USCCB President Archbishop Kurtz Sends Letter To Ecumenical Patriarch On Eve Of Historic Council
17 June 2016
WASHINGTON—USCCB President Archbishop Joseph E. Kurtz, has sent a letter of greeting to Ecumenical Patriarch Bartholomew of Constantinople on the occasion of the convocation of the Holy and Great Council of the Orthodox Church.
Due to take place on the Greek island of Crete from June 18 to 27, the holding of the Council is the culmination of more than fifty years of preparation. "We are aware that over the past several decades an enormous effort has been made to convene this Council, and we rejoice with you that these efforts have reached fruition," the Archbishop writes.
Noting that the work of the Council will have great importance also beyond the Orthodox Church, the USCCB President states that all Christians await new insights "that draw upon the rich and ancient Tradition that is yours." He concludes with a re-affirmation of the need to work for Christian unity, and assures the Patriarch that "the Holy and Great Council will be very much in our thoughts and prayers in the coming days."
The full text of the letter is below.
Your All Holiness,
Gathered together in special assembly in Orange County, California, with my brother bishops of the United States Conference of Catholic Bishops, we turn our thoughts to Your All Holiness, the primates of the other Orthodox churches and the other bishops who will be participating in the Holy and Great Council of the Orthodox Church on the island of Crete in just a few days' time. We are aware that over the past several decades an enormous effort has been made to convene this Council, and we rejoice with you that these efforts have reached fruition.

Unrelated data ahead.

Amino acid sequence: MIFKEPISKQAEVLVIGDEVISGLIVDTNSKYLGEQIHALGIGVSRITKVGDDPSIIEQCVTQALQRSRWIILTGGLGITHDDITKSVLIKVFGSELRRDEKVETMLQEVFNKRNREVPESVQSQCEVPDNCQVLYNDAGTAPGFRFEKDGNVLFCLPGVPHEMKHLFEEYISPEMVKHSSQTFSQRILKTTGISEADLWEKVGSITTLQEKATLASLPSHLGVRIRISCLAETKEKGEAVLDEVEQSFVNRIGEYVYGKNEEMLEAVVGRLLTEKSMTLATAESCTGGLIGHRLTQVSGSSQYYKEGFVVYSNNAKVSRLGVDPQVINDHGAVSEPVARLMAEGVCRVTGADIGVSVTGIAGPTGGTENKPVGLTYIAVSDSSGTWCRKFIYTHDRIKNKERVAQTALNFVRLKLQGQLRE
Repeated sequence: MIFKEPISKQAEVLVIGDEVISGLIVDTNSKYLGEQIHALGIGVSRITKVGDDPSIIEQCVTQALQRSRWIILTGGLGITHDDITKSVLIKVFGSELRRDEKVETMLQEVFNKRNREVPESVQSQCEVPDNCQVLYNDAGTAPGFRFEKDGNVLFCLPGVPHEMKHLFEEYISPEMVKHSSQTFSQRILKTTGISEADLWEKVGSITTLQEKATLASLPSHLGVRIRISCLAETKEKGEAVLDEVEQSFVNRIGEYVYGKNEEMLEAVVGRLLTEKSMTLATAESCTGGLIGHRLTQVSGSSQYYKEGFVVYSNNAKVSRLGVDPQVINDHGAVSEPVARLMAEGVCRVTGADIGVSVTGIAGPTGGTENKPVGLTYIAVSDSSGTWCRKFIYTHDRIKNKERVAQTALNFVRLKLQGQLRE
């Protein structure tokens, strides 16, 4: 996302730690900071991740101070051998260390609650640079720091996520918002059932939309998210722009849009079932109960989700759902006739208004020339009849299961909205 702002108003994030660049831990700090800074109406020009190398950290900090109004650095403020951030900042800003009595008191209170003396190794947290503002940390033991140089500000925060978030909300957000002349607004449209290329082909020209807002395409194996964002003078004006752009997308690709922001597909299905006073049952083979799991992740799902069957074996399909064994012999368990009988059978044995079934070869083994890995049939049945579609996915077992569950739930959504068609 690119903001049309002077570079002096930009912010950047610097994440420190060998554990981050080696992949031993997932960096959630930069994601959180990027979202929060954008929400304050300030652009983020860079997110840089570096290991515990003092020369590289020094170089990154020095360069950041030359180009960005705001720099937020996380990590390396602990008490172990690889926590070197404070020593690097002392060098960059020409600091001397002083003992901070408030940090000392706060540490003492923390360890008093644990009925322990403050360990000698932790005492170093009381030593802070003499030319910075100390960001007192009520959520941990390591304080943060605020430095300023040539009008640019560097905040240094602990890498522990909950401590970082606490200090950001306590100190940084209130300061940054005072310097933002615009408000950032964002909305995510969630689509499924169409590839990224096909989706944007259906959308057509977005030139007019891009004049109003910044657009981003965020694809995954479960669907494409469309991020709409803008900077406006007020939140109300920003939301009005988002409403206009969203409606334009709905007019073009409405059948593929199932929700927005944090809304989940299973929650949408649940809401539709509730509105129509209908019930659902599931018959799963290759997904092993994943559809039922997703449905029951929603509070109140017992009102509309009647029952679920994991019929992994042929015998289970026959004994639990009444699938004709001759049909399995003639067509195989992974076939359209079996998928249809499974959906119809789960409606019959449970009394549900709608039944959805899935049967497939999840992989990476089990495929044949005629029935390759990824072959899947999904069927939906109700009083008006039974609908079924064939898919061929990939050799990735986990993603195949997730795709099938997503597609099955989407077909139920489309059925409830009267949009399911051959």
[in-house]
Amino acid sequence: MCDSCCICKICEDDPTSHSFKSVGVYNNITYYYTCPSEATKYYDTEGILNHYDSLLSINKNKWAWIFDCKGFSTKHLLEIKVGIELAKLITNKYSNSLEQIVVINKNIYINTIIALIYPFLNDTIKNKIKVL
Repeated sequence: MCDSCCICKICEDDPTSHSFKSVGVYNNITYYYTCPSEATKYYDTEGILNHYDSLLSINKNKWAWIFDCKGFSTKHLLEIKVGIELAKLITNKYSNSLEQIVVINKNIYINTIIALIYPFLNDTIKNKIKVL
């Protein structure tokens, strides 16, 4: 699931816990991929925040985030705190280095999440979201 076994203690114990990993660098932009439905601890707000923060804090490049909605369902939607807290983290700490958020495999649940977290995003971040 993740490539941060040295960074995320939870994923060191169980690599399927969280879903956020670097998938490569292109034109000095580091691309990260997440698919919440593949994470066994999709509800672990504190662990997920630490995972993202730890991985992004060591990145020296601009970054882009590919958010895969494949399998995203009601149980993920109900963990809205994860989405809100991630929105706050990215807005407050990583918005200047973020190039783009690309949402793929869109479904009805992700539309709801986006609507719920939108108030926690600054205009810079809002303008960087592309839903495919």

The topics that Your All Holiness and the other Orthodox bishops will be considering are of the greatest importance not only for the Orthodox Church but also for other Christians. All of us await Orthodox insights on these matters that draw upon the rich and ancient Tradition that is yours.
In particular, we look forward to new perspectives on the relationship between the Orthodox Church and the Roman Catholic Church. Along with Pope Francis, it is our desire to deepen the fellowship that already exists between us, and to find new ways to work together for the benefit of our world that needs the Good News of Jesus Christ so much.
Along these lines, we were deeply moved by the recent images of Your All Holiness, Pope Francis, and Archbishop Ieronymos of Athens and All Greece visiting the island of Lesbos to offer support and encouragement to the many refugees who have arrived there. Pope Francis has often observed that it is in caring for the needy together that ecumenism is most meaningful. We make our own your affirmation with the Pope and the Archbishop in the April 16 Common Declaration that "we firmly and wholeheartedly resolve to intensify our efforts to promote the full unity of all Christians."
Your All Holiness can be sure that all the Orthodox bishops gathering together at the Holy and Great Council will be very much in our thoughts and prayers in the coming days.
Sincerely in the Lord,
Most Reverend Joseph E. Kurtz, D.D.
Archbishop of Louisville
President, United States Conference of Catholic Bishops